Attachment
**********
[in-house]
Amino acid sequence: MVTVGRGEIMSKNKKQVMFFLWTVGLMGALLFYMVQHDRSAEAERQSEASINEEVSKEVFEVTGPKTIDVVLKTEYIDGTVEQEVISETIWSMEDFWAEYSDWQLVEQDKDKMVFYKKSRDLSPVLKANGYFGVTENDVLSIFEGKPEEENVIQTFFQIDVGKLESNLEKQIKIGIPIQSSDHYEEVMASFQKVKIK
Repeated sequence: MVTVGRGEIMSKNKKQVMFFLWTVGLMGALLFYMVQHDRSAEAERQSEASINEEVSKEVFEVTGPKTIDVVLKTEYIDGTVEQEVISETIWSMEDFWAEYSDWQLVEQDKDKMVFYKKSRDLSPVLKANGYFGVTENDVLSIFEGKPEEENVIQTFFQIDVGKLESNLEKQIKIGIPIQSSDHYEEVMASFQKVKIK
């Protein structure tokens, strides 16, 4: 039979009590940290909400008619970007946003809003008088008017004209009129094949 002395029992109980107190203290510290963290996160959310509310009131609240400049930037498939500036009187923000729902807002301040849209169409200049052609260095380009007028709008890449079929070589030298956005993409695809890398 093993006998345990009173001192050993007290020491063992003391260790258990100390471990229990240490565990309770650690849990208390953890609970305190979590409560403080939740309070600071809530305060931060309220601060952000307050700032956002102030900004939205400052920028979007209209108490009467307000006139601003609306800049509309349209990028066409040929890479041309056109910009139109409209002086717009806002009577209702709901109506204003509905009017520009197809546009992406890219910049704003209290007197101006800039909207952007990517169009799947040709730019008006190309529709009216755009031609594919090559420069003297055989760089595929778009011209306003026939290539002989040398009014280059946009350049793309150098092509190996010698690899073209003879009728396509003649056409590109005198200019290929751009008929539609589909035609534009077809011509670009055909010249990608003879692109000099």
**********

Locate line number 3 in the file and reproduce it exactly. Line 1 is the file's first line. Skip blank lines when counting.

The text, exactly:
Repeated sequence: MVTVGRGEIMSKNKKQVMFFLWTVGLMGALLFYMVQHDRSAEAERQSEASINEEVSKEVFEVTGPKTIDVVLKTEYIDGTVEQEVISETIWSMEDFWAEYSDWQLVEQDKDKMVFYKKSRDLSPVLKANGYFGVTENDVLSIFEGKPEEENVIQTFFQIDVGKLESNLEKQIKIGIPIQSSDHYEEVMASFQKVKIK